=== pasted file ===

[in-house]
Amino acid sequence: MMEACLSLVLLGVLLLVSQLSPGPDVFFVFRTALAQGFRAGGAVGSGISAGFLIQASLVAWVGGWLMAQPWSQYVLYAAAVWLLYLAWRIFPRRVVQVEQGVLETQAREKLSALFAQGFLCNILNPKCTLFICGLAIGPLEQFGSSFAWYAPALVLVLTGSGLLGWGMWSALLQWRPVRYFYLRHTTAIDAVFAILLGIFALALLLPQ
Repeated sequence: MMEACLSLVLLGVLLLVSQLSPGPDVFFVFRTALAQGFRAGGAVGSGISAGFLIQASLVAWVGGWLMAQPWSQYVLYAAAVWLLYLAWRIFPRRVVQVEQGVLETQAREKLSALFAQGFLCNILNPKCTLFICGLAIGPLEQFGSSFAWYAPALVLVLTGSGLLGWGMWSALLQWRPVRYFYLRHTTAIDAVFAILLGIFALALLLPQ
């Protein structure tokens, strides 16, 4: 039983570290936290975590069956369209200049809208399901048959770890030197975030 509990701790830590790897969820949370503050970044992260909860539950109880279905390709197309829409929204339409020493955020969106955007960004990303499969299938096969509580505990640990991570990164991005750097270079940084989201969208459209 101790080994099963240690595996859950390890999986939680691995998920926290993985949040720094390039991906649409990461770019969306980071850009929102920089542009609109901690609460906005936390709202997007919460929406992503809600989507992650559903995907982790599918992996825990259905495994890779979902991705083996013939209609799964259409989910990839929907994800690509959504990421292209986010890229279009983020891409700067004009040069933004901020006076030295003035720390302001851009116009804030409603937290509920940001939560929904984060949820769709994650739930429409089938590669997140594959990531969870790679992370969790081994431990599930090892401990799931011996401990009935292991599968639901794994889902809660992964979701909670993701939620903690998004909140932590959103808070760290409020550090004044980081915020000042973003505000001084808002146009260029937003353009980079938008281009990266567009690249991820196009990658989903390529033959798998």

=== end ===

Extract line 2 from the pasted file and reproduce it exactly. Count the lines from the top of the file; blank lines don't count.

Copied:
Amino acid sequence: MMEACLSLVLLGVLLLVSQLSPGPDVFFVFRTALAQGFRAGGAVGSGISAGFLIQASLVAWVGGWLMAQPWSQYVLYAAAVWLLYLAWRIFPRRVVQVEQGVLETQAREKLSALFAQGFLCNILNPKCTLFICGLAIGPLEQFGSSFAWYAPALVLVLTGSGLLGWGMWSALLQWRPVRYFYLRHTTAIDAVFAILLGIFALALLLPQ